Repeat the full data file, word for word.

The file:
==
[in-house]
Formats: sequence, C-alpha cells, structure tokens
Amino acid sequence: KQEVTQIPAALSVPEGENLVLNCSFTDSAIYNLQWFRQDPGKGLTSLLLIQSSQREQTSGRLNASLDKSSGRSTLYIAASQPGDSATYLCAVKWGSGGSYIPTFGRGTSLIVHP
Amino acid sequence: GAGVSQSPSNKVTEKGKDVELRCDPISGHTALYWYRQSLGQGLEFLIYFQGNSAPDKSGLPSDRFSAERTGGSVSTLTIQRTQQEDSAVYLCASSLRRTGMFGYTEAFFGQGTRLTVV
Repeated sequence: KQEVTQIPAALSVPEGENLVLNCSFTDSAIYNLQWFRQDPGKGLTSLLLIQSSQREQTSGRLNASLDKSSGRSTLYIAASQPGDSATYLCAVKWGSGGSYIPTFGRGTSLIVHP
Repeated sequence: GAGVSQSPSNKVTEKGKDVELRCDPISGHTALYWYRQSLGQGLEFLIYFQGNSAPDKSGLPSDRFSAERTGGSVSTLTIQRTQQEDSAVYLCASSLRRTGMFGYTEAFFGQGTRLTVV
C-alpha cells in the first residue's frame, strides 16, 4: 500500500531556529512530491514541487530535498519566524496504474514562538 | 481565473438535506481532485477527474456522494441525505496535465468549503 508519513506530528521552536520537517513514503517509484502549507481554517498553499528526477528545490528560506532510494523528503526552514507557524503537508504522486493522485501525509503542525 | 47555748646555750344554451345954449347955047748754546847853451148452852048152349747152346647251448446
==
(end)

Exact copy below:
[in-house]
Formats: sequence, C-alpha cells, structure tokens
Amino acid sequence: KQEVTQIPAALSVPEGENLVLNCSFTDSAIYNLQWFRQDPGKGLTSLLLIQSSQREQTSGRLNASLDKSSGRSTLYIAASQPGDSATYLCAVKWGSGGSYIPTFGRGTSLIVHP
Amino acid sequence: GAGVSQSPSNKVTEKGKDVELRCDPISGHTALYWYRQSLGQGLEFLIYFQGNSAPDKSGLPSDRFSAERTGGSVSTLTIQRTQQEDSAVYLCASSLRRTGMFGYTEAFFGQGTRLTVV
Repeated sequence: KQEVTQIPAALSVPEGENLVLNCSFTDSAIYNLQWFRQDPGKGLTSLLLIQSSQREQTSGRLNASLDKSSGRSTLYIAASQPGDSATYLCAVKWGSGGSYIPTFGRGTSLIVHP
Repeated sequence: GAGVSQSPSNKVTEKGKDVELRCDPISGHTALYWYRQSLGQGLEFLIYFQGNSAPDKSGLPSDRFSAERTGGSVSTLTIQRTQQEDSAVYLCASSLRRTGMFGYTEAFFGQGTRLTVV
C-alpha cells in the first residue's frame, strides 16, 4: 500500500531556529512530491514541487530535498519566524496504474514562538 | 481565473438535506481532485477527474456522494441525505496535465468549503 508519513506530528521552536520537517513514503517509484502549507481554517498553499528526477528545490528560506532510494523528503526552514507557524503537508504522486493522485501525509503542525 | 47555748646555750344554451345954449347955047748754546847853451148452852048152349747152346647251448446